Two Chinese coastguard vessels cruised in Japanese territorial waters near a chain of disputed islands for more than 64 hours this week, Japanese authorities said on Friday – the longest such incursion in a decade.
The Japanese Coast Guard said on Friday that the Chinese vessels entered Japanese waters in the East China Sea in the early hours of Tuesday and stayed to monitor a Japanese fishing boat operating in the area, before heading out Thursday evening.
At one point on Thursday, one of the Chinese vessels came within 1.9 miles (3 kilometers) of the Japanese-held Senkaku Islands, known in China as the Diaoyu Islands, well beyond the internationally recognized 12-mile (19.3 kilometer) limit that defines a country’s territorial waters, according to the Coast Guard.
The Japanese Coast Guard sent its own patrol vessels to the area and demanded that Chinese vessels immediately leave Japanese territorial waters, he said.
Such incursions are not uncommon in the disputed area. Tokyo and Beijing claim the uninhabited islands as their own, but Japan has administered them since 1972. Taiwan, which Beijing considers a Chinese province, also claims ownership of the islands.
Tensions over the rocky range, 1,200 miles (1,900 kilometers) southwest of Tokyo, have simmered for generations, with claims about them dating back hundreds of years.
Chinese officials have repeatedly argued that it is China’s inherent right to patrol the waters around the islands. On Friday, China’s Foreign Ministry and National Defense Ministry did not respond to requests for comment on the Japanese Coast Guard’s statement.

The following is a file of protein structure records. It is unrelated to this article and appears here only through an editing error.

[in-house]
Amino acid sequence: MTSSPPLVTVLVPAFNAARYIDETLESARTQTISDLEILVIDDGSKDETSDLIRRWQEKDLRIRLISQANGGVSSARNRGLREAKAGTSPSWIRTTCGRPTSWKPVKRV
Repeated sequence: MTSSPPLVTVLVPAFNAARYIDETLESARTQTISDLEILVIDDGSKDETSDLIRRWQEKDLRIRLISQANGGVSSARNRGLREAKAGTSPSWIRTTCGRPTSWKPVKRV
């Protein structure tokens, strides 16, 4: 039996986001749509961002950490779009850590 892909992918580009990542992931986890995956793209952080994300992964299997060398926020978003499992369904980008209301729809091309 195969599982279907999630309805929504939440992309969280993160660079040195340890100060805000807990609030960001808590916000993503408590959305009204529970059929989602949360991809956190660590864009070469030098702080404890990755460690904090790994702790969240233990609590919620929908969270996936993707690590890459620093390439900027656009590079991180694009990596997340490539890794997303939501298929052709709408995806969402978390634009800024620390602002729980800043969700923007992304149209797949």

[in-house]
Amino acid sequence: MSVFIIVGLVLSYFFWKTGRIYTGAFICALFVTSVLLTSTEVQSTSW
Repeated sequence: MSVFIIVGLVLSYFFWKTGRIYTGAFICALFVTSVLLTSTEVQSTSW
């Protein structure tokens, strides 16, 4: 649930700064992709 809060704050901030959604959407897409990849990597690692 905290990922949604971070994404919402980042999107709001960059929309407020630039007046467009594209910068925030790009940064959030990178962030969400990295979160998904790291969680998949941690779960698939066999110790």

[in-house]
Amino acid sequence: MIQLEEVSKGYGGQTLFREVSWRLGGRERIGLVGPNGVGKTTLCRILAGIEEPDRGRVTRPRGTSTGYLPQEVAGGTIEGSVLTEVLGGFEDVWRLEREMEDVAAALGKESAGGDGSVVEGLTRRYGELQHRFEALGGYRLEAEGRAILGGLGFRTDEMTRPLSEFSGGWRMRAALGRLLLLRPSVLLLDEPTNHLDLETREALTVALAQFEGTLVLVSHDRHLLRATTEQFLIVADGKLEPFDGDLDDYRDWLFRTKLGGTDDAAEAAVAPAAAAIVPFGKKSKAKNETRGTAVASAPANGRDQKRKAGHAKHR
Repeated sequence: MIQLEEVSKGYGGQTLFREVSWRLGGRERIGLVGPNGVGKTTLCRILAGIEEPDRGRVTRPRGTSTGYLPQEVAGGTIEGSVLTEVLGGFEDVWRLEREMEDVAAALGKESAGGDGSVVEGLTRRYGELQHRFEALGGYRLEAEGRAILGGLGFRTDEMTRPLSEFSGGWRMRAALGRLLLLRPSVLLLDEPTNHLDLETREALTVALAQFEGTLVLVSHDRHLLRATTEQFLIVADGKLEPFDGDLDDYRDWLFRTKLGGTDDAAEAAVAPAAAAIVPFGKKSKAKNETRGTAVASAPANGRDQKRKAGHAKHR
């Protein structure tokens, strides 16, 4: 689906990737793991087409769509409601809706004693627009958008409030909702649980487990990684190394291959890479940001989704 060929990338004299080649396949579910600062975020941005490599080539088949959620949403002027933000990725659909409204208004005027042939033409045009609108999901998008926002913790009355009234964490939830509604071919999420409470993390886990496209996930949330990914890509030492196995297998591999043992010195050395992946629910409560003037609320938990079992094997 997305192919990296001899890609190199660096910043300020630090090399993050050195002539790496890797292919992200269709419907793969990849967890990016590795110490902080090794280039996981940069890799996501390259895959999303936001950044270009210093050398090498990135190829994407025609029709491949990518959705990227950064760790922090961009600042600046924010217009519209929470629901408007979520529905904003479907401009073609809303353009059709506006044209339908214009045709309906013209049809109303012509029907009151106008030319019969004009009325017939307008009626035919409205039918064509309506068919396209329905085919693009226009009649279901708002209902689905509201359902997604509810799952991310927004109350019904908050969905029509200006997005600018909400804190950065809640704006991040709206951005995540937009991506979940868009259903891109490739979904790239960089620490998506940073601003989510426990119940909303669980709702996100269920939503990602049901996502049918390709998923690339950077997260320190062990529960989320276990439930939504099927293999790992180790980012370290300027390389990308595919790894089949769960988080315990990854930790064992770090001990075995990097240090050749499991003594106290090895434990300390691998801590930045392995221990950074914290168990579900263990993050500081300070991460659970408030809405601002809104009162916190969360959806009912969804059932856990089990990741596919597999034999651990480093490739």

The latest incursion marked the longest period of time Chinese government vessels have been in the waters since 2012, after Tokyo purchased some of the islands from a private Japanese owner, the Japanese Coast Guard said.
Previously, the longest incursion was in October 2020, when a Chinese vessel stayed for over 57 hours.
The latest example comes amid growing friction between the two neighbors, especially as China views Japan’s relationship with the United States with suspicion.
Last month, Tokyo hosted a summit for the increasingly active Quad security group, made up of Japan, the United States, Australia and India. Beijing sees the group as part of US efforts to contain it.
Hours after the summit concluded, Chinese and Russian air forces conducted joint strategic air patrols over the Sea of Japan, East China Sea and Western Pacific Ocean as part of what the Chinese Ministry of Defense called it part of an annual military cooperation plan.
Earlier this week, Japan’s Defense Ministry said it spotted at least two Chinese warships and a supply ship in the Izu Islands, about 500 kilometers (310 miles) south of Tokyo. One of those ships appeared to be the Lhasa, a Type 055 guided-missile destroyer and one of China’s strongest surface ships.
The ministry said the group has been operating in waters near Japan since June 12.